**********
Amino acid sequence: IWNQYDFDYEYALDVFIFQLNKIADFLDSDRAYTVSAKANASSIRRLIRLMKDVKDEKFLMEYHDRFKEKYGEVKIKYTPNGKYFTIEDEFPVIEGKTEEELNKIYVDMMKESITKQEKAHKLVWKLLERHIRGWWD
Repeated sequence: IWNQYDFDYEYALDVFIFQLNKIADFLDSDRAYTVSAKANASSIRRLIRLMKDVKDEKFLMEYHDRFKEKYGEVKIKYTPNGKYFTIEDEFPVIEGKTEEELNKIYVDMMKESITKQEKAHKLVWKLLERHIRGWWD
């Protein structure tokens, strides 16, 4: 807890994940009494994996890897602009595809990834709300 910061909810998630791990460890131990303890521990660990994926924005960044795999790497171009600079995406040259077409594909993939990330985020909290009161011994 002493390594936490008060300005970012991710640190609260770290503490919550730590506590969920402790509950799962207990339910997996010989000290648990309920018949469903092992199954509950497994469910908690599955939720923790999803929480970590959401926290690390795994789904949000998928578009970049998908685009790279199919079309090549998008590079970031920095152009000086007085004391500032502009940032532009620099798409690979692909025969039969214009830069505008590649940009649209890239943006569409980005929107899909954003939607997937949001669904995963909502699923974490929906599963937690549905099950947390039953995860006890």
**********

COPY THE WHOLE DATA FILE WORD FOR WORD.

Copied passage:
Amino acid sequence: IWNQYDFDYEYALDVFIFQLNKIADFLDSDRAYTVSAKANASSIRRLIRLMKDVKDEKFLMEYHDRFKEKYGEVKIKYTPNGKYFTIEDEFPVIEGKTEEELNKIYVDMMKESITKQEKAHKLVWKLLERHIRGWWD
Repeated sequence: IWNQYDFDYEYALDVFIFQLNKIADFLDSDRAYTVSAKANASSIRRLIRLMKDVKDEKFLMEYHDRFKEKYGEVKIKYTPNGKYFTIEDEFPVIEGKTEEELNKIYVDMMKESITKQEKAHKLVWKLLERHIRGWWD
């Protein structure tokens, strides 16, 4: 807890994940009494994996890897602009595809990834709300 910061909810998630791990460890131990303890521990660990994926924005960044795999790497171009600079995406040259077409594909993939990330985020909290009161011994 002493390594936490008060300005970012991710640190609260770290503490919550730590506590969920402790509950799962207990339910997996010989000290648990309920018949469903092992199954509950497994469910908690599955939720923790999803929480970590959401926290690390795994789904949000998928578009970049998908685009790279199919079309090549998008590079970031920095152009000086007085004391500032502009940032532009620099798409690979692909025969039969214009830069505008590649940009649209890239943006569409980005929107899909954003939607997937949001669904995963909502699923974490929906599963937690549905099950947390039953995860006890």